Towson Criminal Defense Attorney
Modification of Sentence
If you have pled guilty or been found guilty of a criminal or serious traffic offense, you have the right to immediately ask the judge by filing the appropriate motion to review or modify your sentence within 90 days from the date that the sentence is imposed. However, while the appropriate motion may be filed immediately, a hearing on the motion does not necessarily have to be held immediately giving you and your attorney time to prepare and put your best argument forward as to why the judge should modify or reduce your sentence. In fact, if the appropriate motion is filed on time, the judge can generally reduce or modify your sentence up to five years after sentencing occurs. It is important to keep in mind that while the judge can refuse to reduce or modify your sentence, there is no risk to you in making such a request since the judge cannot increase your original sentence.
Bench Warrant Recall
A bench warrant or an arrest warrant authorizes the police to arrest you. A warrant can be issued if you fail to appear for court or if you are accused of a crime. By filing the appropriate motion, an experienced attorney may be able to get the warrant “recalled” or taken away and replaced with a simple summons, which is simply a notice sent to you in the mail advising you that you must appear in court on a certain date and at a certain time. If you have a warrant out for your arrest, then you should immediately contact The Law Office of Stephen P. Shepard for assistance. Read How a Criminal Defense Attorney Can Help with a Bench Warrant to find out more.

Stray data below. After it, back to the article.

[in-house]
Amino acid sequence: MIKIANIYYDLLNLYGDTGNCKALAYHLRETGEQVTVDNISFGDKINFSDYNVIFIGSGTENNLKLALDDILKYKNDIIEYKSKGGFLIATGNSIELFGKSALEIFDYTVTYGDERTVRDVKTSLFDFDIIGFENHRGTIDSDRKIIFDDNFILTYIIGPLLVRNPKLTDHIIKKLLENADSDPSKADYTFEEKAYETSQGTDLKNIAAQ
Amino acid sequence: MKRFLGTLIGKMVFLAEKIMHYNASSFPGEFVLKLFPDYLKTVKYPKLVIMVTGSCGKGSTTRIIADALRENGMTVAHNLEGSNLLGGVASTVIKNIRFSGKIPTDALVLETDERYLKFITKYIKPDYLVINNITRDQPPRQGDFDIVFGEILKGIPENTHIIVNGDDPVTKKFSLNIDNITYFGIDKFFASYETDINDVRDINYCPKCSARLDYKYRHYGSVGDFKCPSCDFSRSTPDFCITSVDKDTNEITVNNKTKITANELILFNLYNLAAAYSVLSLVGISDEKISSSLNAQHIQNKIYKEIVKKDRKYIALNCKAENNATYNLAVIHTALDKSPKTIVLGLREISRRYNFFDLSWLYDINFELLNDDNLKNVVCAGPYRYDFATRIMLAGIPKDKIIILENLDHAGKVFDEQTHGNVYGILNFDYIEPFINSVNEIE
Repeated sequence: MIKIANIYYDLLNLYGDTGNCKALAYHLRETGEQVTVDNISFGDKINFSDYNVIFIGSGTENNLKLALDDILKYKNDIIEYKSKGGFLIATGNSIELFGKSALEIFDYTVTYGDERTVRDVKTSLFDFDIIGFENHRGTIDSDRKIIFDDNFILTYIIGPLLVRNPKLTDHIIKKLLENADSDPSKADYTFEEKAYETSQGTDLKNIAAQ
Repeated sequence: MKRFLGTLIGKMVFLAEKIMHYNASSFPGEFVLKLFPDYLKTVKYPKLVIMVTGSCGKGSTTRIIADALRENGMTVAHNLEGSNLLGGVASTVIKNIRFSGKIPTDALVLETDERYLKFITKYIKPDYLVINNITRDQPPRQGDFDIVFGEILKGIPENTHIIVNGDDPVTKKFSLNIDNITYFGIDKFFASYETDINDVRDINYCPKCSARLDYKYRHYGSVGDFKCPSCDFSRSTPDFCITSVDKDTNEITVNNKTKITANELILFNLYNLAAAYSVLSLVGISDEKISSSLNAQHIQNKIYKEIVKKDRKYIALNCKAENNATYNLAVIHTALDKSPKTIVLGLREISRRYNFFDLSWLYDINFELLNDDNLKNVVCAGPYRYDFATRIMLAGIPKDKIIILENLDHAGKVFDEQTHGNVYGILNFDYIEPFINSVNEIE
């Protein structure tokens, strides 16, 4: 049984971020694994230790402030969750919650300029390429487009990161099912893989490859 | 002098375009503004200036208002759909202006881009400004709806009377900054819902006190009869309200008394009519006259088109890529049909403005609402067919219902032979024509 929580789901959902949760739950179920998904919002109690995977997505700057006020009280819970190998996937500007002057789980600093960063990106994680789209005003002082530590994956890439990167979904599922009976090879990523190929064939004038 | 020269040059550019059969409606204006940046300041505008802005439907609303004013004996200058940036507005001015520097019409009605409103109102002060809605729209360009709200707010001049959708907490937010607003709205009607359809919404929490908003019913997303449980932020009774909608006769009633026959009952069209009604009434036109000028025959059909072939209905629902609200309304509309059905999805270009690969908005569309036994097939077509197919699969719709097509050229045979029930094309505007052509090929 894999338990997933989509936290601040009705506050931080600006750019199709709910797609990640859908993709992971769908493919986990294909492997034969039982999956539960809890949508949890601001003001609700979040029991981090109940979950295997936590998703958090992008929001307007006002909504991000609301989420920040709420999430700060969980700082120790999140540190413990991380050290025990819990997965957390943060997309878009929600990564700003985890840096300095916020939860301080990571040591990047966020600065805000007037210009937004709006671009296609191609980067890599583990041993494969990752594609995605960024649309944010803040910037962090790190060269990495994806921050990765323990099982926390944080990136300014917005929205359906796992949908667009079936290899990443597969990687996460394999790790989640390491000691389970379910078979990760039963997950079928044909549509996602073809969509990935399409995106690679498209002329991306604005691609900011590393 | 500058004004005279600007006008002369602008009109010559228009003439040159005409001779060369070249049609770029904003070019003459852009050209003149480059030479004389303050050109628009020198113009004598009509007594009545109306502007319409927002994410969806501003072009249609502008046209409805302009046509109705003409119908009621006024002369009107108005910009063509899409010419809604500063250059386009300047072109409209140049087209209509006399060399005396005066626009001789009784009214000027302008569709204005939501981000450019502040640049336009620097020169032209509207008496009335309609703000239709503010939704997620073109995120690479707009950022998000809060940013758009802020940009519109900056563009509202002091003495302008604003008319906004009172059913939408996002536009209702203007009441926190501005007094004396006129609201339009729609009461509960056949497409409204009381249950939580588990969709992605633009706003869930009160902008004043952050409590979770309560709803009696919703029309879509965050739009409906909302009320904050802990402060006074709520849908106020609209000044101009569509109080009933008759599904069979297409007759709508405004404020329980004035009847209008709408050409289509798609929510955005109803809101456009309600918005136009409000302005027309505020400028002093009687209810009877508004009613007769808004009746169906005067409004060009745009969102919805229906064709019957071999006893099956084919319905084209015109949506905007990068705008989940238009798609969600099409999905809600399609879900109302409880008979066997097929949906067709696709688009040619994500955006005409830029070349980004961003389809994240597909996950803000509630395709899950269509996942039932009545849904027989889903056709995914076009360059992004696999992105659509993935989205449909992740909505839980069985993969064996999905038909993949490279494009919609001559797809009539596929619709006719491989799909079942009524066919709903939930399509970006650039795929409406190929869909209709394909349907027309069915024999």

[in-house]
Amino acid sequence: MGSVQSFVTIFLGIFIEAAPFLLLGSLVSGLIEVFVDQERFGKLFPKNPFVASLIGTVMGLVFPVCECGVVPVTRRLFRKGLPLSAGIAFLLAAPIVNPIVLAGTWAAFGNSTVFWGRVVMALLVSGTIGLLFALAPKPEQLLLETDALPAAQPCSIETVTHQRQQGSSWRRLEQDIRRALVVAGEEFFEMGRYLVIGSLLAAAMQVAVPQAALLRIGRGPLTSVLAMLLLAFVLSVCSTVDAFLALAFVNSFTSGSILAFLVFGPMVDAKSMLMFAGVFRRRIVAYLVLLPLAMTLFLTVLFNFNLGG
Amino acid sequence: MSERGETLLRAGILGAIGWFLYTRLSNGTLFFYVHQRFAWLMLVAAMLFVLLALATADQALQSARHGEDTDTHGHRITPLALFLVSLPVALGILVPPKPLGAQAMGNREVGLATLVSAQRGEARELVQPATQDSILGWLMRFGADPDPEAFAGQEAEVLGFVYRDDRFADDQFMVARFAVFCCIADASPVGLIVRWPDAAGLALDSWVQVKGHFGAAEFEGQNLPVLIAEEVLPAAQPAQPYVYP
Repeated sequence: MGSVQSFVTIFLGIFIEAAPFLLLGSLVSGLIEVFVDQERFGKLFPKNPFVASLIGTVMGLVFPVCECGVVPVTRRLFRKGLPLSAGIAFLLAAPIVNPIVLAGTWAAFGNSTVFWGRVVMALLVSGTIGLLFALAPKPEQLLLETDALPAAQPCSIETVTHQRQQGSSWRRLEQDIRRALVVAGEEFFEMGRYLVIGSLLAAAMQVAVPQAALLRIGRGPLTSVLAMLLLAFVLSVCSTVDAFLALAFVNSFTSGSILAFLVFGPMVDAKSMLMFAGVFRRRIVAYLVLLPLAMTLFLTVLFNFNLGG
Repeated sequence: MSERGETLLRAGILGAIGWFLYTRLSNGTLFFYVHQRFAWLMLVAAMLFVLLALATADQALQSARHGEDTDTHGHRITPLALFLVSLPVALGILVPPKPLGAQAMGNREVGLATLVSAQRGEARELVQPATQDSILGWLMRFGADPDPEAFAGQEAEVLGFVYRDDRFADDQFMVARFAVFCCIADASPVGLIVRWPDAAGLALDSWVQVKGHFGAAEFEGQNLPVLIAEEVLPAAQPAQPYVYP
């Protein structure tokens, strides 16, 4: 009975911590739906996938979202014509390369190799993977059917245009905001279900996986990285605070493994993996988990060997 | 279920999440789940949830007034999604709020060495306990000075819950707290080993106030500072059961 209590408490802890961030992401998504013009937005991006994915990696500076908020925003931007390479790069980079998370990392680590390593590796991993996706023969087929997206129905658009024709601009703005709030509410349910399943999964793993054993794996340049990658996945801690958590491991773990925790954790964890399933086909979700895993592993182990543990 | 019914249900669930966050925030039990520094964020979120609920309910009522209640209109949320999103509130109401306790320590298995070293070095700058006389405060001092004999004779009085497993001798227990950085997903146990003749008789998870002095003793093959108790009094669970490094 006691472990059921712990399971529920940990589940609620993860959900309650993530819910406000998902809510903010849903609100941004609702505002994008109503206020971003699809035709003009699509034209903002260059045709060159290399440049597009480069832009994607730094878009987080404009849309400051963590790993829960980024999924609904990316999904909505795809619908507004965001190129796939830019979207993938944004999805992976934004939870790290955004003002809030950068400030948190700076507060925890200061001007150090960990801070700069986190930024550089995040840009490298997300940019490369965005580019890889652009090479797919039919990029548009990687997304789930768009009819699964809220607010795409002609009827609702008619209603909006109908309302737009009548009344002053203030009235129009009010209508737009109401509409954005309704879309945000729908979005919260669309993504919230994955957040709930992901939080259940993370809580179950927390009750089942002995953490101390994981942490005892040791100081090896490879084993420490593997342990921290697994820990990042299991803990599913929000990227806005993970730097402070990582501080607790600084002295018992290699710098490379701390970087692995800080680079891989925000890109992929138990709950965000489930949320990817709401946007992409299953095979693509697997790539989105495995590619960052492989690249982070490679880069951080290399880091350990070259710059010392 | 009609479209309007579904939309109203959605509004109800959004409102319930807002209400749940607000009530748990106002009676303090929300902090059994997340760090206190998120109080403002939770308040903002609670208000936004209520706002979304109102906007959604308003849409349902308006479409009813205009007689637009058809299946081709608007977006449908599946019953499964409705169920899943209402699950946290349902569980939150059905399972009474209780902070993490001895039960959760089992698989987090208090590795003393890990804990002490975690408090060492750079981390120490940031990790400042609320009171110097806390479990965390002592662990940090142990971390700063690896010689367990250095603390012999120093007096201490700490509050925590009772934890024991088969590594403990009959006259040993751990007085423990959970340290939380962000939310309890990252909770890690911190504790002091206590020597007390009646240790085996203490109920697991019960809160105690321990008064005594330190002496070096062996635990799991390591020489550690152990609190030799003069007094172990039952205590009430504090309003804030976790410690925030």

Maryland law provides for the possibility of a probation modification at any time during the term of probation. There are two general circumstances when this may happen.
If you have met the terms of your probation, you may request less-restrictive conditions and/or to shorten the duration of your probation. The purpose of probation is to help you become a productive member of society and make sure that you stay out of trouble with the law. A criminal defense attorney can help you show the judge that you are making good progress, including completing any required programs and maintaining stable employment, there is a strong possibility that the judge will agree that the terms of your probation can be relaxed.
If you are alleged to have violated your probation, the State may ask the judge to impose more restrictive conditions. Even if you accept that you technically violated your probation, a criminal defense attorney can challenge the proposed modification by showing why this misstep does not erase your overall progress.
Coram Nobis Relief
Coram nobis relief gives someone who is facing serious consequences due to a past conviction the chance to vacate or modify that conviction on the grounds that there was a legal or factual error. Coram nobis relief is commonly used in the following circumstances.
- You are facing deportation or other adverse impact on your immigration status.